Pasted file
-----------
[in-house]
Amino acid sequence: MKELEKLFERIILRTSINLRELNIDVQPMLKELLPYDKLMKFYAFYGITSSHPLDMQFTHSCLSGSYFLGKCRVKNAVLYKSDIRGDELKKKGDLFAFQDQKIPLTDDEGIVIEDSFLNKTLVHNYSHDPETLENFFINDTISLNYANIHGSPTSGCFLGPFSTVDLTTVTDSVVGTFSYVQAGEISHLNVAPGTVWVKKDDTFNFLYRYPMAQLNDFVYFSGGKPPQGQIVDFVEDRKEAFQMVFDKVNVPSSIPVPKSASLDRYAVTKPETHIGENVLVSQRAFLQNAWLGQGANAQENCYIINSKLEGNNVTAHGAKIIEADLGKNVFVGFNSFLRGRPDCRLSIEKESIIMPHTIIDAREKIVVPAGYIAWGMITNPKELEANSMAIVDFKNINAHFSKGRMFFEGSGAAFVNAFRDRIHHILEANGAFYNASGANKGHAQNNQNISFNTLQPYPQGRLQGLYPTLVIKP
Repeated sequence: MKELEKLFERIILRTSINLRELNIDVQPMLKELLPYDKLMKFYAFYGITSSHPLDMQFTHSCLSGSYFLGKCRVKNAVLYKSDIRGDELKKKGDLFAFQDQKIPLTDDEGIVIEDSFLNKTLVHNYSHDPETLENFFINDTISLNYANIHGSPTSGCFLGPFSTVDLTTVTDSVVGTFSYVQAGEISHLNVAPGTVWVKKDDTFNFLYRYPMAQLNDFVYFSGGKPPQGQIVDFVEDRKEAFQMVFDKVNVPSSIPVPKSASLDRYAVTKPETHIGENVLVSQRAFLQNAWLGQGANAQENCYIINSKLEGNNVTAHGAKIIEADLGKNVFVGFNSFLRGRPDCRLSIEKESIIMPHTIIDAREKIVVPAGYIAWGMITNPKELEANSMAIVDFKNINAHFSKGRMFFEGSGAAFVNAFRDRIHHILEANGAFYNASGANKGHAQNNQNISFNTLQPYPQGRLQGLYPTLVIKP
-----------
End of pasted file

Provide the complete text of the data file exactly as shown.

[in-house]
Amino acid sequence: MKELEKLFERIILRTSINLRELNIDVQPMLKELLPYDKLMKFYAFYGITSSHPLDMQFTHSCLSGSYFLGKCRVKNAVLYKSDIRGDELKKKGDLFAFQDQKIPLTDDEGIVIEDSFLNKTLVHNYSHDPETLENFFINDTISLNYANIHGSPTSGCFLGPFSTVDLTTVTDSVVGTFSYVQAGEISHLNVAPGTVWVKKDDTFNFLYRYPMAQLNDFVYFSGGKPPQGQIVDFVEDRKEAFQMVFDKVNVPSSIPVPKSASLDRYAVTKPETHIGENVLVSQRAFLQNAWLGQGANAQENCYIINSKLEGNNVTAHGAKIIEADLGKNVFVGFNSFLRGRPDCRLSIEKESIIMPHTIIDAREKIVVPAGYIAWGMITNPKELEANSMAIVDFKNINAHFSKGRMFFEGSGAAFVNAFRDRIHHILEANGAFYNASGANKGHAQNNQNISFNTLQPYPQGRLQGLYPTLVIKP
Repeated sequence: MKELEKLFERIILRTSINLRELNIDVQPMLKELLPYDKLMKFYAFYGITSSHPLDMQFTHSCLSGSYFLGKCRVKNAVLYKSDIRGDELKKKGDLFAFQDQKIPLTDDEGIVIEDSFLNKTLVHNYSHDPETLENFFINDTISLNYANIHGSPTSGCFLGPFSTVDLTTVTDSVVGTFSYVQAGEISHLNVAPGTVWVKKDDTFNFLYRYPMAQLNDFVYFSGGKPPQGQIVDFVEDRKEAFQMVFDKVNVPSSIPVPKSASLDRYAVTKPETHIGENVLVSQRAFLQNAWLGQGANAQENCYIINSKLEGNNVTAHGAKIIEADLGKNVFVGFNSFLRGRPDCRLSIEKESIIMPHTIIDAREKIVVPAGYIAWGMITNPKELEANSMAIVDFKNINAHFSKGRMFFEGSGAAFVNAFRDRIHHILEANGAFYNASGANKGHAQNNQNISFNTLQPYPQGRLQGLYPTLVIKP